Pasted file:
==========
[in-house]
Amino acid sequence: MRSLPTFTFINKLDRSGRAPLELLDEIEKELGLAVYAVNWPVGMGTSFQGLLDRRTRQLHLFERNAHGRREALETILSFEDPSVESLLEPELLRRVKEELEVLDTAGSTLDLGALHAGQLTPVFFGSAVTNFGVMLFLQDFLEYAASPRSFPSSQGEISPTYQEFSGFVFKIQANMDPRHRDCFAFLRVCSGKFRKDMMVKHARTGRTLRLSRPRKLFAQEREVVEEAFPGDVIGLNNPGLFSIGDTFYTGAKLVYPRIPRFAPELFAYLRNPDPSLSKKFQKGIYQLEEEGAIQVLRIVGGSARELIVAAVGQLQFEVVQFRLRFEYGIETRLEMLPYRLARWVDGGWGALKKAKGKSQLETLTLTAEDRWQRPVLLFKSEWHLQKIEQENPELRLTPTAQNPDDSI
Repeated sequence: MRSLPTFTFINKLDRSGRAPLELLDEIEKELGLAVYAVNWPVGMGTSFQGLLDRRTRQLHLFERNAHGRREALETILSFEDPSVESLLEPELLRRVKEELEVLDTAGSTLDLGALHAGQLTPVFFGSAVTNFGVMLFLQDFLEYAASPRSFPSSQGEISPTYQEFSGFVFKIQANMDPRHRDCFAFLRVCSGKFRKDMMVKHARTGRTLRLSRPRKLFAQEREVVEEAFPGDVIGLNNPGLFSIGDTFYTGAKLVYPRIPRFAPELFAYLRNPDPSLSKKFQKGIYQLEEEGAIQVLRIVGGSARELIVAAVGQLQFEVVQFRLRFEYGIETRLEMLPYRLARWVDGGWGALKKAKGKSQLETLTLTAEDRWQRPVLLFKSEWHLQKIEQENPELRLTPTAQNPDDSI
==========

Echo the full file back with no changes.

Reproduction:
[in-house]
Amino acid sequence: MRSLPTFTFINKLDRSGRAPLELLDEIEKELGLAVYAVNWPVGMGTSFQGLLDRRTRQLHLFERNAHGRREALETILSFEDPSVESLLEPELLRRVKEELEVLDTAGSTLDLGALHAGQLTPVFFGSAVTNFGVMLFLQDFLEYAASPRSFPSSQGEISPTYQEFSGFVFKIQANMDPRHRDCFAFLRVCSGKFRKDMMVKHARTGRTLRLSRPRKLFAQEREVVEEAFPGDVIGLNNPGLFSIGDTFYTGAKLVYPRIPRFAPELFAYLRNPDPSLSKKFQKGIYQLEEEGAIQVLRIVGGSARELIVAAVGQLQFEVVQFRLRFEYGIETRLEMLPYRLARWVDGGWGALKKAKGKSQLETLTLTAEDRWQRPVLLFKSEWHLQKIEQENPELRLTPTAQNPDDSI
Repeated sequence: MRSLPTFTFINKLDRSGRAPLELLDEIEKELGLAVYAVNWPVGMGTSFQGLLDRRTRQLHLFERNAHGRREALETILSFEDPSVESLLEPELLRRVKEELEVLDTAGSTLDLGALHAGQLTPVFFGSAVTNFGVMLFLQDFLEYAASPRSFPSSQGEISPTYQEFSGFVFKIQANMDPRHRDCFAFLRVCSGKFRKDMMVKHARTGRTLRLSRPRKLFAQEREVVEEAFPGDVIGLNNPGLFSIGDTFYTGAKLVYPRIPRFAPELFAYLRNPDPSLSKKFQKGIYQLEEEGAIQVLRIVGGSARELIVAAVGQLQFEVVQFRLRFEYGIETRLEMLPYRLARWVDGGWGALKKAKGKSQLETLTLTAEDRWQRPVLLFKSEWHLQKIEQENPELRLTPTAQNPDDSI